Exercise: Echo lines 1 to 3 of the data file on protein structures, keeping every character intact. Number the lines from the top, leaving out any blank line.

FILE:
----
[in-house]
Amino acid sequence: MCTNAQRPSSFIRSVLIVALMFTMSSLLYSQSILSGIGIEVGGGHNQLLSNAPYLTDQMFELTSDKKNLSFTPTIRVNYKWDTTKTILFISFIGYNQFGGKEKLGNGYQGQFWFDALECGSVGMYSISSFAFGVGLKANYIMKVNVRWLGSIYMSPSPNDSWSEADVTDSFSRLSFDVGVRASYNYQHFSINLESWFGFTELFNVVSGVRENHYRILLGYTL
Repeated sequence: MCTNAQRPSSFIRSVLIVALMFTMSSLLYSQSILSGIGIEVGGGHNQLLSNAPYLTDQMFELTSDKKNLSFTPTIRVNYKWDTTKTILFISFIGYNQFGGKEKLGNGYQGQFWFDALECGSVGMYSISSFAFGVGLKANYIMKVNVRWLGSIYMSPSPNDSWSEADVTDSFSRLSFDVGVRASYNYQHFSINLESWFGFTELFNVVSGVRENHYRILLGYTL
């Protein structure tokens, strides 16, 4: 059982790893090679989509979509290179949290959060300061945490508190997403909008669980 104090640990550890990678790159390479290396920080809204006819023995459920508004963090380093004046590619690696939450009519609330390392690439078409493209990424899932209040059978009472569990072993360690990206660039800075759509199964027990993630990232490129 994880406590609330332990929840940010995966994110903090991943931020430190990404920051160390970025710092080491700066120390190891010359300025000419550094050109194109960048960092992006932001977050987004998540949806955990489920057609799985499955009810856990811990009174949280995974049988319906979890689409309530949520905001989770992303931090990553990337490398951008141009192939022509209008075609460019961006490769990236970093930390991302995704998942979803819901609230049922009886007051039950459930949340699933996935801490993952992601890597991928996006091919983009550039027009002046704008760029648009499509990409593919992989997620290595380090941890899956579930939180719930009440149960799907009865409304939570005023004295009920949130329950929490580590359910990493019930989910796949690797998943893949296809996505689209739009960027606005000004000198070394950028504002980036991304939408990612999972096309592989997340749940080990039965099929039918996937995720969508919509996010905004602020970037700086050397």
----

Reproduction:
[in-house]
Amino acid sequence: MCTNAQRPSSFIRSVLIVALMFTMSSLLYSQSILSGIGIEVGGGHNQLLSNAPYLTDQMFELTSDKKNLSFTPTIRVNYKWDTTKTILFISFIGYNQFGGKEKLGNGYQGQFWFDALECGSVGMYSISSFAFGVGLKANYIMKVNVRWLGSIYMSPSPNDSWSEADVTDSFSRLSFDVGVRASYNYQHFSINLESWFGFTELFNVVSGVRENHYRILLGYTL
Repeated sequence: MCTNAQRPSSFIRSVLIVALMFTMSSLLYSQSILSGIGIEVGGGHNQLLSNAPYLTDQMFELTSDKKNLSFTPTIRVNYKWDTTKTILFISFIGYNQFGGKEKLGNGYQGQFWFDALECGSVGMYSISSFAFGVGLKANYIMKVNVRWLGSIYMSPSPNDSWSEADVTDSFSRLSFDVGVRASYNYQHFSINLESWFGFTELFNVVSGVRENHYRILLGYTL